Moon, stars and a bit of snow. | Interested In Everything

I’ve not done much stargazing for a while. This is partly due to almost an entire semester of early starts, meaning I’ve not had the inclination to sit up all night looking through a telescope and partly due to cloud, because, well, I’m in England. Still, the prospect of a clear weekend and a bit more free time had me looking through the astronomy yearbook to see what was coming up in March.

Firstly, the night of the 1st and 2nd is a full moon, the first of two putting in an appearance this month, with the second one showing its face on the 31st. As I’m sure you’re aware, this second appearance of a full moon in any calendar month is generally referred to as a blue moon, hence the well known phrase. If it’s clear, you should be able to see it throughout the night, rising at around sunset in the east and setting in the west just before sunrise. In case you didn’t know, a precise full moon occurs at the moment that it’s exactly opposite to the sun in the ecliptic (the imaginary line that marks out the annual path of the sun) and this exact full moon moment happens at 00:51 on the morning of Friday, 2nd March.

March is going to be good for viewing the five bright planets, especially just after sunset or just before sunrise. The five bright planets are, of course, the ones that are easily visible without using any optical aids and are, in order going outwards from the sun, Mercury, Venus, Mars, Jupiter and Saturn. Mercury and Venus should be close to one another and visible just after sunset, while the others should be visible further east, with Jupiter appearing first, followed by Mars and then Saturn a little later.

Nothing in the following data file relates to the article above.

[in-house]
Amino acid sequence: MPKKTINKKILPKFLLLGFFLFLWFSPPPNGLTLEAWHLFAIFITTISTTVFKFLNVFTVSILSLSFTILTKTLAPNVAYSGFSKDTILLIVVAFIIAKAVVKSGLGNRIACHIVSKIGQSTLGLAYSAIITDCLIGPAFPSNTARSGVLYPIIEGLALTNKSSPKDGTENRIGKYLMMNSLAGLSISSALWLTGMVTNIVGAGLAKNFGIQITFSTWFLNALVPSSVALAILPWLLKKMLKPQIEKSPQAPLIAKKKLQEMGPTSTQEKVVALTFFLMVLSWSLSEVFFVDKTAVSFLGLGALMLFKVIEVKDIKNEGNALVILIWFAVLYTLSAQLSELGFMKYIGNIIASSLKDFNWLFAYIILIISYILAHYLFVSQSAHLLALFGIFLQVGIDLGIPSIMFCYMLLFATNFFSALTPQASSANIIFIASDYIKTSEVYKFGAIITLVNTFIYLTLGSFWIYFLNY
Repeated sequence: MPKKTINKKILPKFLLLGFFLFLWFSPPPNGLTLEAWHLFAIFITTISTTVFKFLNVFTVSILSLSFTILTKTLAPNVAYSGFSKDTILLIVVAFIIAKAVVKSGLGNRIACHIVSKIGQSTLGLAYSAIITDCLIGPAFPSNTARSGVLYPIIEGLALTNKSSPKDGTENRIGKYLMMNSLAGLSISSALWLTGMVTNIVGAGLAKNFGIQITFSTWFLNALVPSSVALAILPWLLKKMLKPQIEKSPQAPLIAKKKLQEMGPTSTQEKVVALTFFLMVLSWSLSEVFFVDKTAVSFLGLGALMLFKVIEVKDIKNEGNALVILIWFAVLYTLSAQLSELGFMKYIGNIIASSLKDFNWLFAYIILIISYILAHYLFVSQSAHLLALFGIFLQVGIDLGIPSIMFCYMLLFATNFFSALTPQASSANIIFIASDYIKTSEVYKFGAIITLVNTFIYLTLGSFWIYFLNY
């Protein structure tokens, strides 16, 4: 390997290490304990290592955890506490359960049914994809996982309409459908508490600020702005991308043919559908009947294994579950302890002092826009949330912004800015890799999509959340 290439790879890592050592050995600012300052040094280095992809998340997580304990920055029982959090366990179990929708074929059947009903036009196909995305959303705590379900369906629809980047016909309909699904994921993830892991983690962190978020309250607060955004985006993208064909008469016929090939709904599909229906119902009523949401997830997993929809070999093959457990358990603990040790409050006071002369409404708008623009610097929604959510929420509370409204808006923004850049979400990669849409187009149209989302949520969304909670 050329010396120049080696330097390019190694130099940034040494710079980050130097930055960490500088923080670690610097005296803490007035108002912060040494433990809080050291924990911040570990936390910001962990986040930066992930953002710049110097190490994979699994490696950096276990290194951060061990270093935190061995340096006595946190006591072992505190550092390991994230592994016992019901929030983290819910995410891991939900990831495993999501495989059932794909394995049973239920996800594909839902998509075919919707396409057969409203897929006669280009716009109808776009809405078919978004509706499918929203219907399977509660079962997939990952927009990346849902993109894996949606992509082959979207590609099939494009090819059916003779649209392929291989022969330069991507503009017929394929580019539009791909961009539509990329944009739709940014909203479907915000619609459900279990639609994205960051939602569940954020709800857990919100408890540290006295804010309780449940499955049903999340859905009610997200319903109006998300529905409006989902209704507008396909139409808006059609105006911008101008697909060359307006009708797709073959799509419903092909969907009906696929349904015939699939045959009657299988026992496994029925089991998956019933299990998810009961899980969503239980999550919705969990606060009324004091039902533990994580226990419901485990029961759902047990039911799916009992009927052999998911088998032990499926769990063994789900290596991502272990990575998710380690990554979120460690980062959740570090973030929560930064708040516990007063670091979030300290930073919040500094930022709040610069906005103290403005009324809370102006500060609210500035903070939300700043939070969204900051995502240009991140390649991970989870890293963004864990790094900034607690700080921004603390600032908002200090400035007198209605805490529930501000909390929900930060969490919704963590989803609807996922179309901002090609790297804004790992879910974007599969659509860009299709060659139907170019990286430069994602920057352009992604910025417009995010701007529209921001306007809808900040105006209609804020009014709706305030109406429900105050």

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Now, I wrote that short guide to the early March sky with the intention of putting it up on the blog a couple of days ago. Unfortunately, the weather’s turned a bit since then and you probably won’t see much for a few days. The much hyped “Beast From the East”, as the media keep referring to it, has swept in and here we’re covered in a blanket of snow. The temperature has hardly been above freezing since Tuesday night and this corner of Derbyshire seems to have ground to a halt. The roads are just about passable, there are no buses running and I have no desire to get stuck out in the car, so I’ve been working at home. The world won’t end if I have to postpone a few lectures so, if any of my lot are reading this: sorry, folks, we’ll pick up again next week.

As usual, there are the same voices complaining about how we can’t cope with a few flakes of snow and other countries cope remarkably well. In reply to that, I have to say that of course they do. Places like Scandinavia are used to it, get it regularly and can plan for it. In good old Blighty, we have some serious snow-related disruption every now and again. I think the last time I had a day at home because of the weather was back in 2010. We also have a maritime climate, which essentially means that our ambient temperature hovers around freezing point at times like this and there is a constant freeze-thaw cycle going on, meaning that light and fluffy snow quickly turns to slush and then to ice and so on and so on, making it a pain to deal with. I don’t have snow tyres as it’s not worth the expense and hassle for something that might be needed for a week every couple of years, so I’m not taking the car out. In fact, half of the problem is not the snow itself, but people who think they can still drive like it’s a summer’s day and end up causing accidents!

Anyway, that’s enough before I get into full rant mode again. If it clears up, enjoy some planet spotting. If not, keep safe in the bad weather.

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